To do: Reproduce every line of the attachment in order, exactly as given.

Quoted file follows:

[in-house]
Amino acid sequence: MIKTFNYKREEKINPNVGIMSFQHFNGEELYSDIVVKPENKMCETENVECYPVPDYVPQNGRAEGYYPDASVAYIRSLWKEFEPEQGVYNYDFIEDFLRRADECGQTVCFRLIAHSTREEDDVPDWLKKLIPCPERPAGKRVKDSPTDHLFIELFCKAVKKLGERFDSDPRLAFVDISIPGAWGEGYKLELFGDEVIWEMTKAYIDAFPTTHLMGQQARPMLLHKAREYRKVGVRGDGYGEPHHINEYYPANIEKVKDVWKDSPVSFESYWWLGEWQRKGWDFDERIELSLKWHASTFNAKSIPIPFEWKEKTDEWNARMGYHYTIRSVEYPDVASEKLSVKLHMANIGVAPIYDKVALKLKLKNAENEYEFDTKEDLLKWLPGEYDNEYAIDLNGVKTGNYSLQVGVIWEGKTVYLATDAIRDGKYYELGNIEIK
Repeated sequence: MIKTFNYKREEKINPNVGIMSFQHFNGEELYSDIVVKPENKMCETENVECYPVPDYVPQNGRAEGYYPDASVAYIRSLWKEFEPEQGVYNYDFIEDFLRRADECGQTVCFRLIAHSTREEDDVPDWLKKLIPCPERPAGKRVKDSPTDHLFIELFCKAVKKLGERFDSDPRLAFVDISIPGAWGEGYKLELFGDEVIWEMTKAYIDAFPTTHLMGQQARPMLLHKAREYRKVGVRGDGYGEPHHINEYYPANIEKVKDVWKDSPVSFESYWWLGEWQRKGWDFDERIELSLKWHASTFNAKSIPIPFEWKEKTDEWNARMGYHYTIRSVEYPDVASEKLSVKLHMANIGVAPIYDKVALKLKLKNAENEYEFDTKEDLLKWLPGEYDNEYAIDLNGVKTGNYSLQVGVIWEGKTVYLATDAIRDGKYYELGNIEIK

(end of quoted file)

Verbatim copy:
[in-house]
Amino acid sequence: MIKTFNYKREEKINPNVGIMSFQHFNGEELYSDIVVKPENKMCETENVECYPVPDYVPQNGRAEGYYPDASVAYIRSLWKEFEPEQGVYNYDFIEDFLRRADECGQTVCFRLIAHSTREEDDVPDWLKKLIPCPERPAGKRVKDSPTDHLFIELFCKAVKKLGERFDSDPRLAFVDISIPGAWGEGYKLELFGDEVIWEMTKAYIDAFPTTHLMGQQARPMLLHKAREYRKVGVRGDGYGEPHHINEYYPANIEKVKDVWKDSPVSFESYWWLGEWQRKGWDFDERIELSLKWHASTFNAKSIPIPFEWKEKTDEWNARMGYHYTIRSVEYPDVASEKLSVKLHMANIGVAPIYDKVALKLKLKNAENEYEFDTKEDLLKWLPGEYDNEYAIDLNGVKTGNYSLQVGVIWEGKTVYLATDAIRDGKYYELGNIEIK
Repeated sequence: MIKTFNYKREEKINPNVGIMSFQHFNGEELYSDIVVKPENKMCETENVECYPVPDYVPQNGRAEGYYPDASVAYIRSLWKEFEPEQGVYNYDFIEDFLRRADECGQTVCFRLIAHSTREEDDVPDWLKKLIPCPERPAGKRVKDSPTDHLFIELFCKAVKKLGERFDSDPRLAFVDISIPGAWGEGYKLELFGDEVIWEMTKAYIDAFPTTHLMGQQARPMLLHKAREYRKVGVRGDGYGEPHHINEYYPANIEKVKDVWKDSPVSFESYWWLGEWQRKGWDFDERIELSLKWHASTFNAKSIPIPFEWKEKTDEWNARMGYHYTIRSVEYPDVASEKLSVKLHMANIGVAPIYDKVALKLKLKNAENEYEFDTKEDLLKWLPGEYDNEYAIDLNGVKTGNYSLQVGVIWEGKTVYLATDAIRDGKYYELGNIEIK